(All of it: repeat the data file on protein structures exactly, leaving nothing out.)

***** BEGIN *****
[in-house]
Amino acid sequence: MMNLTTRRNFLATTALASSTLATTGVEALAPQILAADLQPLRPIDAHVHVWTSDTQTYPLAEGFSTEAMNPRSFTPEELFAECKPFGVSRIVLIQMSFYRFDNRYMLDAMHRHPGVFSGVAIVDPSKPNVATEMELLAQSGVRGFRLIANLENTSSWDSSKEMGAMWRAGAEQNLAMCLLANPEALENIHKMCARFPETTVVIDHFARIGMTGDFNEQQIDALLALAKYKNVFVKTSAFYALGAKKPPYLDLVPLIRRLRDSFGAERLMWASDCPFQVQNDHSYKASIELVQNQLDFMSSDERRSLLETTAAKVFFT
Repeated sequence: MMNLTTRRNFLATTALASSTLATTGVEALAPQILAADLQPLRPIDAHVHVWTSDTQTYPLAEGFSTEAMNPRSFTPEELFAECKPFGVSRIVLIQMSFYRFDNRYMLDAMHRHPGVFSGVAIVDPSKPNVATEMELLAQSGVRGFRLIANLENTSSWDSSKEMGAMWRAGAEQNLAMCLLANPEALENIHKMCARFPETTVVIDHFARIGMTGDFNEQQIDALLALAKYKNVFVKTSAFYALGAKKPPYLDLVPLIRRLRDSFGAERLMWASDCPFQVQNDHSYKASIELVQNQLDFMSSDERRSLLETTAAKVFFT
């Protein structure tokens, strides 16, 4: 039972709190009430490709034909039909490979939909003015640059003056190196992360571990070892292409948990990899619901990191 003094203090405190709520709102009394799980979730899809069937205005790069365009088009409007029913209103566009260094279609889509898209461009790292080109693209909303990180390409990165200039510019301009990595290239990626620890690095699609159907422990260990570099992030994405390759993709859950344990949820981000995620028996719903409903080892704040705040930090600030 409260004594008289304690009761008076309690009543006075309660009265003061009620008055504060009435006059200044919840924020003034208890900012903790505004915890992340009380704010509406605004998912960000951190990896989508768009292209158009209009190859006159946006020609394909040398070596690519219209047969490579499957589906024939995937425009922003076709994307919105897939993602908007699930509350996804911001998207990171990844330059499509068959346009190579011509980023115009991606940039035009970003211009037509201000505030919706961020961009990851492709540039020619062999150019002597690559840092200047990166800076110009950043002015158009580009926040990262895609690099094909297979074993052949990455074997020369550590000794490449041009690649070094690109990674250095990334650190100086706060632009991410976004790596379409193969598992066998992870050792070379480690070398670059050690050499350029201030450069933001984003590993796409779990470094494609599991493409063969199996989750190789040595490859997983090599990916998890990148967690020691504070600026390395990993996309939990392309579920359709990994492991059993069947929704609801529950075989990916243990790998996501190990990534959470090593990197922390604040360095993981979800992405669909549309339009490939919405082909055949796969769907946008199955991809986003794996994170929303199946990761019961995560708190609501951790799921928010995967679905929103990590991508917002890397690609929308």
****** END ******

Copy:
[in-house]
Amino acid sequence: MMNLTTRRNFLATTALASSTLATTGVEALAPQILAADLQPLRPIDAHVHVWTSDTQTYPLAEGFSTEAMNPRSFTPEELFAECKPFGVSRIVLIQMSFYRFDNRYMLDAMHRHPGVFSGVAIVDPSKPNVATEMELLAQSGVRGFRLIANLENTSSWDSSKEMGAMWRAGAEQNLAMCLLANPEALENIHKMCARFPETTVVIDHFARIGMTGDFNEQQIDALLALAKYKNVFVKTSAFYALGAKKPPYLDLVPLIRRLRDSFGAERLMWASDCPFQVQNDHSYKASIELVQNQLDFMSSDERRSLLETTAAKVFFT
Repeated sequence: MMNLTTRRNFLATTALASSTLATTGVEALAPQILAADLQPLRPIDAHVHVWTSDTQTYPLAEGFSTEAMNPRSFTPEELFAECKPFGVSRIVLIQMSFYRFDNRYMLDAMHRHPGVFSGVAIVDPSKPNVATEMELLAQSGVRGFRLIANLENTSSWDSSKEMGAMWRAGAEQNLAMCLLANPEALENIHKMCARFPETTVVIDHFARIGMTGDFNEQQIDALLALAKYKNVFVKTSAFYALGAKKPPYLDLVPLIRRLRDSFGAERLMWASDCPFQVQNDHSYKASIELVQNQLDFMSSDERRSLLETTAAKVFFT
């Protein structure tokens, strides 16, 4: 039972709190009430490709034909039909490979939909003015640059003056190196992360571990070892292409948990990899619901990191 003094203090405190709520709102009394799980979730899809069937205005790069365009088009409007029913209103566009260094279609889509898209461009790292080109693209909303990180390409990165200039510019301009990595290239990626620890690095699609159907422990260990570099992030994405390759993709859950344990949820981000995620028996719903409903080892704040705040930090600030 409260004594008289304690009761008076309690009543006075309660009265003061009620008055504060009435006059200044919840924020003034208890900012903790505004915890992340009380704010509406605004998912960000951190990896989508768009292209158009209009190859006159946006020609394909040398070596690519219209047969490579499957589906024939995937425009922003076709994307919105897939993602908007699930509350996804911001998207990171990844330059499509068959346009190579011509980023115009991606940039035009970003211009037509201000505030919706961020961009990851492709540039020619062999150019002597690559840092200047990166800076110009950043002015158009580009926040990262895609690099094909297979074993052949990455074997020369550590000794490449041009690649070094690109990674250095990334650190100086706060632009991410976004790596379409193969598992066998992870050792070379480690070398670059050690050499350029201030450069933001984003590993796409779990470094494609599991493409063969199996989750190789040595490859997983090599990916998890990148967690020691504070600026390395990993996309939990392309579920359709990994492991059993069947929704609801529950075989990916243990790998996501190990990534959470090593990197922390604040360095993981979800992405669909549309339009490939919405082909055949796969769907946008199955991809986003794996994170929303199946990761019961995560708190609501951790799921928010995967679905929103990590991508917002890397690609929308």